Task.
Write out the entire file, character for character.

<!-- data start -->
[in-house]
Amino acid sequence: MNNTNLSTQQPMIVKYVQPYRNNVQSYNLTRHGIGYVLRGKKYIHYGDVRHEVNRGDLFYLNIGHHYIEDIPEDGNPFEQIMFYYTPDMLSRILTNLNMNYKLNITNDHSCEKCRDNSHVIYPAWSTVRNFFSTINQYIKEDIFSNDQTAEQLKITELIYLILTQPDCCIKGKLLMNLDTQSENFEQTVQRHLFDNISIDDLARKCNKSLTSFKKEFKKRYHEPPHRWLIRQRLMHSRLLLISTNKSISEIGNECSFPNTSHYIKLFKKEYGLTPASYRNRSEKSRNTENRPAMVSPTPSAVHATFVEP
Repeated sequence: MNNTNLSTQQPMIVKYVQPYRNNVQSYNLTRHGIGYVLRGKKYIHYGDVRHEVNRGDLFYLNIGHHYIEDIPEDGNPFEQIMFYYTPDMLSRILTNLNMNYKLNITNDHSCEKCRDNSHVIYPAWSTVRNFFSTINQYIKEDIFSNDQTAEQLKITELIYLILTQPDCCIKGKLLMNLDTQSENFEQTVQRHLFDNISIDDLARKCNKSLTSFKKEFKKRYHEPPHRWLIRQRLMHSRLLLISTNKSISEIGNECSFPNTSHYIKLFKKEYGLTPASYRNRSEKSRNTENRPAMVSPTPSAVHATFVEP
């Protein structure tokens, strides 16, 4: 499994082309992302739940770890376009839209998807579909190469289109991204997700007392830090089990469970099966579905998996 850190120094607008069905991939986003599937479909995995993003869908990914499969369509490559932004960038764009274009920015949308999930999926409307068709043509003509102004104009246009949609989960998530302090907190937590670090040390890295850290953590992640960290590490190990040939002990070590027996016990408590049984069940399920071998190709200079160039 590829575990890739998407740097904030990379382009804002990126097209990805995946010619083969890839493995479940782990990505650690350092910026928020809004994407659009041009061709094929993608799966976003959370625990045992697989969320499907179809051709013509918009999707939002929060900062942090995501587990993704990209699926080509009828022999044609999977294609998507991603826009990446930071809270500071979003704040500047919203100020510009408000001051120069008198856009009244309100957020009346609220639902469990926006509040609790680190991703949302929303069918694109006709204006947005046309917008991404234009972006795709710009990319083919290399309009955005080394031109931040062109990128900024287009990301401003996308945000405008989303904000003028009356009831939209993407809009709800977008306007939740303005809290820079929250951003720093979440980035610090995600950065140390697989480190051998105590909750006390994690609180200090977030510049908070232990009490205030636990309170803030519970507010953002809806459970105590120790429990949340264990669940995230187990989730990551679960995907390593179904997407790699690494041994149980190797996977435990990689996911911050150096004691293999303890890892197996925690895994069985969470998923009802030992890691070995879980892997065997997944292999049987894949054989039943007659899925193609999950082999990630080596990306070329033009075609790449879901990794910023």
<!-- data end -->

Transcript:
[in-house]
Amino acid sequence: MNNTNLSTQQPMIVKYVQPYRNNVQSYNLTRHGIGYVLRGKKYIHYGDVRHEVNRGDLFYLNIGHHYIEDIPEDGNPFEQIMFYYTPDMLSRILTNLNMNYKLNITNDHSCEKCRDNSHVIYPAWSTVRNFFSTINQYIKEDIFSNDQTAEQLKITELIYLILTQPDCCIKGKLLMNLDTQSENFEQTVQRHLFDNISIDDLARKCNKSLTSFKKEFKKRYHEPPHRWLIRQRLMHSRLLLISTNKSISEIGNECSFPNTSHYIKLFKKEYGLTPASYRNRSEKSRNTENRPAMVSPTPSAVHATFVEP
Repeated sequence: MNNTNLSTQQPMIVKYVQPYRNNVQSYNLTRHGIGYVLRGKKYIHYGDVRHEVNRGDLFYLNIGHHYIEDIPEDGNPFEQIMFYYTPDMLSRILTNLNMNYKLNITNDHSCEKCRDNSHVIYPAWSTVRNFFSTINQYIKEDIFSNDQTAEQLKITELIYLILTQPDCCIKGKLLMNLDTQSENFEQTVQRHLFDNISIDDLARKCNKSLTSFKKEFKKRYHEPPHRWLIRQRLMHSRLLLISTNKSISEIGNECSFPNTSHYIKLFKKEYGLTPASYRNRSEKSRNTENRPAMVSPTPSAVHATFVEP
């Protein structure tokens, strides 16, 4: 499994082309992302739940770890376009839209998807579909190469289109991204997700007392830090089990469970099966579905998996 850190120094607008069905991939986003599937479909995995993003869908990914499969369509490559932004960038764009274009920015949308999930999926409307068709043509003509102004104009246009949609989960998530302090907190937590670090040390890295850290953590992640960290590490190990040939002990070590027996016990408590049984069940399920071998190709200079160039 590829575990890739998407740097904030990379382009804002990126097209990805995946010619083969890839493995479940782990990505650690350092910026928020809004994407659009041009061709094929993608799966976003959370625990045992697989969320499907179809051709013509918009999707939002929060900062942090995501587990993704990209699926080509009828022999044609999977294609998507991603826009990446930071809270500071979003704040500047919203100020510009408000001051120069008198856009009244309100957020009346609220639902469990926006509040609790680190991703949302929303069918694109006709204006947005046309917008991404234009972006795709710009990319083919290399309009955005080394031109931040062109990128900024287009990301401003996308945000405008989303904000003028009356009831939209993407809009709800977008306007939740303005809290820079929250951003720093979440980035610090995600950065140390697989480190051998105590909750006390994690609180200090977030510049908070232990009490205030636990309170803030519970507010953002809806459970105590120790429990949340264990669940995230187990989730990551679960995907390593179904997407790699690494041994149980190797996977435990990689996911911050150096004691293999303890890892197996925690895994069985969470998923009802030992890691070995879980892997065997997944292999049987894949054989039943007659899925193609999950082999990630080596990306070329033009075609790449879901990794910023």